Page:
As a marketer and consultant, I always find it difficult to explain what a brand is to people that are not familiar with the concept (e.g. my mom). This task of explaining things becomes increasingly difficult when the brand is not something you can touch or feel like a service.
Service Brands are populating the landscape today and I feel a strong desire to learn from them as many other marketers should. Why? Because the idea of customer engagement, loyalty, or the idea of employees living the brand are old news to the service brands that get it right. Sure, the work is never done, but they are light years ahead of the consumer packaged goods companies.
I have put together the below diagram as an example of how the landscape of product-to-service brands is complex:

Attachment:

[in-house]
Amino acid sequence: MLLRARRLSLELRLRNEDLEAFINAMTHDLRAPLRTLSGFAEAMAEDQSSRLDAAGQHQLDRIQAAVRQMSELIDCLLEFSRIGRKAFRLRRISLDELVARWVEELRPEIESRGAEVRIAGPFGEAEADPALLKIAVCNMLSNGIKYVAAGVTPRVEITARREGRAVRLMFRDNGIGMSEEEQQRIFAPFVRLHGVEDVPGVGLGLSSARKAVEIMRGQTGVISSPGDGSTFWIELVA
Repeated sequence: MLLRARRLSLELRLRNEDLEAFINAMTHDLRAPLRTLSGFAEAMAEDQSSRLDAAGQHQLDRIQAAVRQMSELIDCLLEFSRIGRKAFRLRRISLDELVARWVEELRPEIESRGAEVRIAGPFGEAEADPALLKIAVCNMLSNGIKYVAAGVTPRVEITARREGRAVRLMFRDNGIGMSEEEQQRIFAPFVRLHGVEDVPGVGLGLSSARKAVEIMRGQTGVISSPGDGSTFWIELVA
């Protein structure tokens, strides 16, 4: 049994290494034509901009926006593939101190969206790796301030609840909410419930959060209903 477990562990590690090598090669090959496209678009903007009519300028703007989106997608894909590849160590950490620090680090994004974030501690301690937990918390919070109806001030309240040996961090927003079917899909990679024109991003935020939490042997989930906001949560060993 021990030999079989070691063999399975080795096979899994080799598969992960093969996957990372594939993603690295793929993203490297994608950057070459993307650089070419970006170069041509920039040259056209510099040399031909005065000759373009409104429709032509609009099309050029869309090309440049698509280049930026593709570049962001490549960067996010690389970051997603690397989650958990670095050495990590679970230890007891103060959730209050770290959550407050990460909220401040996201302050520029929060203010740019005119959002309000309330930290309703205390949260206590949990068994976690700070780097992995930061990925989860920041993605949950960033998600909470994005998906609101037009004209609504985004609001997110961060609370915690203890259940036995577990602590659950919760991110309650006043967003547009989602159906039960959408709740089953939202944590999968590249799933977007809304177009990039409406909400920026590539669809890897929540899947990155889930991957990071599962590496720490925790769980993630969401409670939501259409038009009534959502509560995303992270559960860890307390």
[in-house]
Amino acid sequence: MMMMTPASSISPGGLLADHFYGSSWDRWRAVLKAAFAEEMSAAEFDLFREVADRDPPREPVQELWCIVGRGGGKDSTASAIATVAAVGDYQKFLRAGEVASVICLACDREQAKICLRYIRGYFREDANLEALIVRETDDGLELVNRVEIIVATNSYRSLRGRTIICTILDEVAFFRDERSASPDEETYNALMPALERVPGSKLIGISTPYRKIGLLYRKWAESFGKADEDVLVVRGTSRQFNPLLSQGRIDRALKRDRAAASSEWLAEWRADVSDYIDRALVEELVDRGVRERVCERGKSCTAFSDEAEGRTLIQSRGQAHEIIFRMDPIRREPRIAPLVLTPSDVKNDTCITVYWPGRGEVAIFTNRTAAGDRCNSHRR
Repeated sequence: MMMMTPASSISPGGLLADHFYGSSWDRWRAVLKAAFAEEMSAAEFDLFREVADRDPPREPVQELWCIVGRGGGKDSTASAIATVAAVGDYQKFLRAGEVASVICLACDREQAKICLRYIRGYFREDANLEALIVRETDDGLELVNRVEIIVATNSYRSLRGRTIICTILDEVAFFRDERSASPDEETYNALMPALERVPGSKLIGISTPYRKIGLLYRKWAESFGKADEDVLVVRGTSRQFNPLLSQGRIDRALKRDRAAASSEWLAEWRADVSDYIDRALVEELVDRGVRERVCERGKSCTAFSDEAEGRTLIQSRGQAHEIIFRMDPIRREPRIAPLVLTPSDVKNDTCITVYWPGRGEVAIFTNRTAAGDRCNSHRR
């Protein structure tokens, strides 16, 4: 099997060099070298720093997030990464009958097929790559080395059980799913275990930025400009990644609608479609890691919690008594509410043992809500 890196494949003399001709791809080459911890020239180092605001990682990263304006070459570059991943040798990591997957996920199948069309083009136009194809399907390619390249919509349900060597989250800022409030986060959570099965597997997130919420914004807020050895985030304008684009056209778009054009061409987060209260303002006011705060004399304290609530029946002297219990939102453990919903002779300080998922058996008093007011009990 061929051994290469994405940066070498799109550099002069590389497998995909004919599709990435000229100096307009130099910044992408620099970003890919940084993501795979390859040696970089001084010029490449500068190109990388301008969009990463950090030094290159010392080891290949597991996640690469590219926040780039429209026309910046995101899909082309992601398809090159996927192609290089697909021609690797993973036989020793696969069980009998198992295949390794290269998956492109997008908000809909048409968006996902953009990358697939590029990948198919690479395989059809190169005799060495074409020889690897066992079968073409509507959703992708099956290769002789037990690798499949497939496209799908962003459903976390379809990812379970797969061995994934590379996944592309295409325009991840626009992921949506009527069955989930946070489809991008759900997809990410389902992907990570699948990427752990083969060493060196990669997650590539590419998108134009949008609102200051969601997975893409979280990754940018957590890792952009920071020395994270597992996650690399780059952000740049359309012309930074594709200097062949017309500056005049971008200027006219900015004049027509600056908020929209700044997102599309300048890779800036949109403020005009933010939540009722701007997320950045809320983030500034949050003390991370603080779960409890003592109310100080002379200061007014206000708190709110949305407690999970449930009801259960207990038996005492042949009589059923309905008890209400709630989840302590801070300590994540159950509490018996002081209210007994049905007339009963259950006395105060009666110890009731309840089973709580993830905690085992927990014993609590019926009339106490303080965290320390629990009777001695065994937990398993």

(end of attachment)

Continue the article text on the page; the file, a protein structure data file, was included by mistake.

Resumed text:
The Bottom Line:
- Scottrade has mastered customer service in my opinion. I must admit that I have a couple of accounts with them and within hours of making a major transaction on-line the local office (1 mile away) calls to make sure everything went as I expected.
- Netflix mastered a simple concept of adapting to consumers lives and taking away the hassle of the rental store and late fees. Simplicity is their virtue. The next chapter of on-line and downloads for movies will likely test them.
- Red Hat sells “free software”. In the early days, they boxed free software and made it easy to buy. Now they are leading and prospering in the enterprise business software arena and wining more than their fair share. The company’s culture of transparency and openness that is shared with the open-source community which fuels the software is Red Hat’s greatest asset. How else could you actually sell free stuff?
Links of interest:
Chris Grams Blog – Senior Director of Brand Communications & Design, Red Hat